This course critically engages with some of the major themes, methods, and approaches associated with the production, reception and interpretation of contemporary art. Beyond purely aesthetic considerations, students are encouraged to appreciate the historical narrative/s embedded within works of art. This course does not follow a standard art history chronological trajectory; rather, it is framed thematically in order to reveal the contextual interconnections that exist across time, space and media. Weekly visits to museums, galleries, and exhibitions, with their rich intercultural collections, provide an opportunity for students to engage directly with original art works and their display in order to exercise independent and informed critical judgement in analysis.

3 12
  • AVC 5210 History of Design

    This course examines the history of designed objects of all types and their place in material and visual culture studies. This includes product design, objects of technology, graphic design and typography, industrial design, textiles and spatial design. The course considers the relationship between people and the objects that comprise the fabric of the lived environment, the aesthetics of the built environment, and engages with critical perspectives on design-related debates

3 12
  • AVC 5215 Art History: Theory & Methods

    Explores a range of theories and methods which situate art in its historical context, from the more traditional methods associated with formal analysis and connoisseurship (formalist, biographical, and iconographic) to more recent theoretical approaches (such as postcolonial, semiotic, feminist, queer, psychoanalytic, and Marxist perspectives). Students examine a variety of thinkers and their theories and methods, and apply this thinking to visual examples, which may range from the Renaissance to the present.

3 12
  • AVC 6102 Non-Western Visual Cultures

    This course explores issues that relate to the interpretation, perception, and representation of the visual arts of non-Western cultures, with a focus on indigenous (ethnographic) and prehistoric (archaeological) art. The course investigates issues that relate to engaging with art across cultures and considers colonial/neo-colonial/postcolonial encounters. The course takes a critical and self-reflexive approach to the representation and display of non-Western visual cultures in the West. A range of case studies will be examined which usually range across Africa, Asia, Oceania, and the Americas.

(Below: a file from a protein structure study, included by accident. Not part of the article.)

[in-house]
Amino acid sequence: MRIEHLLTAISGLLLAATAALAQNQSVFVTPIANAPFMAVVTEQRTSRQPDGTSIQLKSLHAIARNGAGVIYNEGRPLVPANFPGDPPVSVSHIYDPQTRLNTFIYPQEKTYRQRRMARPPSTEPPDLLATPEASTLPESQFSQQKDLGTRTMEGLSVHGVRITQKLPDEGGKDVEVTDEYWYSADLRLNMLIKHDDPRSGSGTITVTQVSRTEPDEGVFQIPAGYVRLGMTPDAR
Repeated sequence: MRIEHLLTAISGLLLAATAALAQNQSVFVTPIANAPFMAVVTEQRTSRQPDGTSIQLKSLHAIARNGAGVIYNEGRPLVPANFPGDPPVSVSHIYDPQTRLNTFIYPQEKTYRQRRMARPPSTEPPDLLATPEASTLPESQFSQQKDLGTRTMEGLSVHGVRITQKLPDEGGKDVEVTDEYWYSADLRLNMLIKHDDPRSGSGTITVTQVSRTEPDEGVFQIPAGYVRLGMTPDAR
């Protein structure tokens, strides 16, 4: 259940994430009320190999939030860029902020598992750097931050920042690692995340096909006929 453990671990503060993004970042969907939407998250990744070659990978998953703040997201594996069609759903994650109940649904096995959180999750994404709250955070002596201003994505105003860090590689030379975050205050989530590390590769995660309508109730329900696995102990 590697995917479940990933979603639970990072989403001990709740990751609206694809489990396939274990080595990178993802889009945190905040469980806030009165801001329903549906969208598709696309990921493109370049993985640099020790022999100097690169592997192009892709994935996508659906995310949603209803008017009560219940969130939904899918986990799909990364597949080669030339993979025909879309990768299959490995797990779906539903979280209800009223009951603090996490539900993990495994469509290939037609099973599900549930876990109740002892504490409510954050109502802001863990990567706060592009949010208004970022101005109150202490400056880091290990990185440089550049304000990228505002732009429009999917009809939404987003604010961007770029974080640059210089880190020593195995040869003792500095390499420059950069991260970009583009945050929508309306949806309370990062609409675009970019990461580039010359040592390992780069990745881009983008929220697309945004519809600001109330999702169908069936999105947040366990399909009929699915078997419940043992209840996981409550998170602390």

4 16
  • AVC 6101 Working in the Art World

    This course engages students with a broad practical and theoretical appreciation of what it takes to work in the 21st century art market. Students will engage with current discourse related to curatorial practices, management skills, the international art market, arts policy, as well as the educative, social, and regenerative potential of working within the arts. Making use of London as a 鈥榮econd classroom鈥, the course will involve analyses of and trips to a number of arts organizations; these include not for-profit arts institutions as well as commercial galleries, auction houses, and art fairs. The course takes a self-reflexive and critical approach to analyzing issues connected to inclusion/exclusion as well as diversity initiatives at various international arts organizations. The class will also integrate a number of guest lectures from leaders in the art market today as well as young and inspiring art world professionals.

4 16
Minor Requirements 18 72

Testimonials

I often say that my year at 快活视频 the American International University in London was the best year of my life so far.

A smiling person with layered, brown, surfer-style hair, a ringlet, lip gloss, and a fun laugh is joyfully posing indoors.
Jessica WrightCoordinator of Elementary School Programs New-York Historical Society